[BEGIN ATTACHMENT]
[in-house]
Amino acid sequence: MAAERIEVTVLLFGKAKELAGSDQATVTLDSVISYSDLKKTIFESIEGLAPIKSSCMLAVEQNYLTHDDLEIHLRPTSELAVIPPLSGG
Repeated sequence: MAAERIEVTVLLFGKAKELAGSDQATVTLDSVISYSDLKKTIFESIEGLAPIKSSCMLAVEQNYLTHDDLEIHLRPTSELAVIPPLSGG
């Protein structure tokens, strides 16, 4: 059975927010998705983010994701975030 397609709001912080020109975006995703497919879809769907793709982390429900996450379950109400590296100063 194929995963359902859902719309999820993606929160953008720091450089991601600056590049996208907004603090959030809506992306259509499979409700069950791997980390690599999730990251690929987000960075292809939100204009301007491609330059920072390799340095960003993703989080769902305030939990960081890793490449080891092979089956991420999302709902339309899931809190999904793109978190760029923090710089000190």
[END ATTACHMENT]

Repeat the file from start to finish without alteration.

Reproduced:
[in-house]
Amino acid sequence: MAAERIEVTVLLFGKAKELAGSDQATVTLDSVISYSDLKKTIFESIEGLAPIKSSCMLAVEQNYLTHDDLEIHLRPTSELAVIPPLSGG
Repeated sequence: MAAERIEVTVLLFGKAKELAGSDQATVTLDSVISYSDLKKTIFESIEGLAPIKSSCMLAVEQNYLTHDDLEIHLRPTSELAVIPPLSGG
């Protein structure tokens, strides 16, 4: 059975927010998705983010994701975030 397609709001912080020109975006995703497919879809769907793709982390429900996450379950109400590296100063 194929995963359902859902719309999820993606929160953008720091450089991601600056590049996208907004603090959030809506992306259509499979409700069950791997980390690599999730990251690929987000960075292809939100204009301007491609330059920072390799340095960003993703989080769902305030939990960081890793490449080891092979089956991420999302709902339309899931809190999904793109978190760029923090710089000190």